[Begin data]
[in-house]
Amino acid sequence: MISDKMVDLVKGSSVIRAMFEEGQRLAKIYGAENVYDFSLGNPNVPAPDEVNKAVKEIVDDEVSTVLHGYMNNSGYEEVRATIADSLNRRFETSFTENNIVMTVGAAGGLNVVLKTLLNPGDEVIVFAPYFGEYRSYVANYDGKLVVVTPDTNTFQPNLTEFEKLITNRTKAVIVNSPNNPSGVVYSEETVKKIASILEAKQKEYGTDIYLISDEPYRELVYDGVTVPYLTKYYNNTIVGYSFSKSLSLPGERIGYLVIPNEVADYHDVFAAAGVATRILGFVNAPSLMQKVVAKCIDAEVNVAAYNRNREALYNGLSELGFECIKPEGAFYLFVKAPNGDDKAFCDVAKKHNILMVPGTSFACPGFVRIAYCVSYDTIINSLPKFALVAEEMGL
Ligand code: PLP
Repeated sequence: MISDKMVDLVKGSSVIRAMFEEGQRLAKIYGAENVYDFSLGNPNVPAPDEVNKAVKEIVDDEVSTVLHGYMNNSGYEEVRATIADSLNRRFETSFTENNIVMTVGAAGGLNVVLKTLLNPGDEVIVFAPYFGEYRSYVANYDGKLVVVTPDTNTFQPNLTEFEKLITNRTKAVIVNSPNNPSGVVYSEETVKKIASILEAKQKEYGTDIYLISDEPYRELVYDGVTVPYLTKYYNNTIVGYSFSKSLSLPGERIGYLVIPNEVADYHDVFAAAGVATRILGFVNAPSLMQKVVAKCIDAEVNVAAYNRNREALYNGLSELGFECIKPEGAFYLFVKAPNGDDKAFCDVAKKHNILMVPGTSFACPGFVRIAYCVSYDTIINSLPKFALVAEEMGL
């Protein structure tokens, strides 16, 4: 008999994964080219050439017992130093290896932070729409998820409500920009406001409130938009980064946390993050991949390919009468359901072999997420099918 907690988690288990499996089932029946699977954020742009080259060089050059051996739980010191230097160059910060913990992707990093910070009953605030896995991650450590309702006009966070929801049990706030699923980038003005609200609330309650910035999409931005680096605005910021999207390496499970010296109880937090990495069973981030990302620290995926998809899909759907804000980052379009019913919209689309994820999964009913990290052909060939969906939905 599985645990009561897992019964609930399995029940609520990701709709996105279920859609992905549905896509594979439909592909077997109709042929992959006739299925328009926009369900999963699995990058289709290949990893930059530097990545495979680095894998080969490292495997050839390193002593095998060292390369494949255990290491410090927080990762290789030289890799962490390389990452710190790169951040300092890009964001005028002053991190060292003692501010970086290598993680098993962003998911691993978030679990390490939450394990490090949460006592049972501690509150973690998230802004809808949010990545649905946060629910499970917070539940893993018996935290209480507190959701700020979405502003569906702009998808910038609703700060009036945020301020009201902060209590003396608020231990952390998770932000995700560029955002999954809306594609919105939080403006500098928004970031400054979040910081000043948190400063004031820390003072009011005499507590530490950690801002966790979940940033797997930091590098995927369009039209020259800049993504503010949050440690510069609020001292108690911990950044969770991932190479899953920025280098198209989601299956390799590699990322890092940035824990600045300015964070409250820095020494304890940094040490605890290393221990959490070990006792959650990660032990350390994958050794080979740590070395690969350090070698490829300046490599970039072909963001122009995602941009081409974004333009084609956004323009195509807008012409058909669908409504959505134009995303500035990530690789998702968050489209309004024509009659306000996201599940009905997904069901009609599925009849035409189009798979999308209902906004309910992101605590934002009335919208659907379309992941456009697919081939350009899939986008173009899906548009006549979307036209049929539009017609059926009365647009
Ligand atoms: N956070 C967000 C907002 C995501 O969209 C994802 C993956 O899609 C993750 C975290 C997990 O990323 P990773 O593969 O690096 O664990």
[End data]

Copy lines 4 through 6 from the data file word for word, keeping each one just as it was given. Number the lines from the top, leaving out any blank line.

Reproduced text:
Repeated sequence: MISDKMVDLVKGSSVIRAMFEEGQRLAKIYGAENVYDFSLGNPNVPAPDEVNKAVKEIVDDEVSTVLHGYMNNSGYEEVRATIADSLNRRFETSFTENNIVMTVGAAGGLNVVLKTLLNPGDEVIVFAPYFGEYRSYVANYDGKLVVVTPDTNTFQPNLTEFEKLITNRTKAVIVNSPNNPSGVVYSEETVKKIASILEAKQKEYGTDIYLISDEPYRELVYDGVTVPYLTKYYNNTIVGYSFSKSLSLPGERIGYLVIPNEVADYHDVFAAAGVATRILGFVNAPSLMQKVVAKCIDAEVNVAAYNRNREALYNGLSELGFECIKPEGAFYLFVKAPNGDDKAFCDVAKKHNILMVPGTSFACPGFVRIAYCVSYDTIINSLPKFALVAEEMGL
């Protein structure tokens, strides 16, 4: 008999994964080219050439017992130093290896932070729409998820409500920009406001409130938009980064946390993050991949390919009468359901072999997420099918 907690988690288990499996089932029946699977954020742009080259060089050059051996739980010191230097160059910060913990992707990093910070009953605030896995991650450590309702006009966070929801049990706030699923980038003005609200609330309650910035999409931005680096605005910021999207390496499970010296109880937090990495069973981030990302620290995926998809899909759907804000980052379009019913919209689309994820999964009913990290052909060939969906939905 599985645990009561897992019964609930399995029940609520990701709709996105279920859609992905549905896509594979439909592909077997109709042929992959006739299925328009926009369900999963699995990058289709290949990893930059530097990545495979680095894998080969490292495997050839390193002593095998060292390369494949255990290491410090927080990762290789030289890799962490390389990452710190790169951040300092890009964001005028002053991190060292003692501010970086290598993680098993962003998911691993978030679990390490939450394990490090949460006592049972501690509150973690998230802004809808949010990545649905946060629910499970917070539940893993018996935290209480507190959701700020979405502003569906702009998808910038609703700060009036945020301020009201902060209590003396608020231990952390998770932000995700560029955002999954809306594609919105939080403006500098928004970031400054979040910081000043948190400063004031820390003072009011005499507590530490950690801002966790979940940033797997930091590098995927369009039209020259800049993504503010949050440690510069609020001292108690911990950044969770991932190479899953920025280098198209989601299956390799590699990322890092940035824990600045300015964070409250820095020494304890940094040490605890290393221990959490070990006792959650990660032990350390994958050794080979740590070395690969350090070698490829300046490599970039072909963001122009995602941009081409974004333009084609956004323009195509807008012409058909669908409504959505134009995303500035990530690789998702968050489209309004024509009659306000996201599940009905997904069901009609599925009849035409189009798979999308209902906004309910992101605590934002009335919208659907379309992941456009697919081939350009899939986008173009899906548009006549979307036209049929539009017609059926009365647009
Ligand atoms: N956070 C967000 C907002 C995501 O969209 C994802 C993956 O899609 C993750 C975290 C997990 O990323 P990773 O593969 O690096 O664990």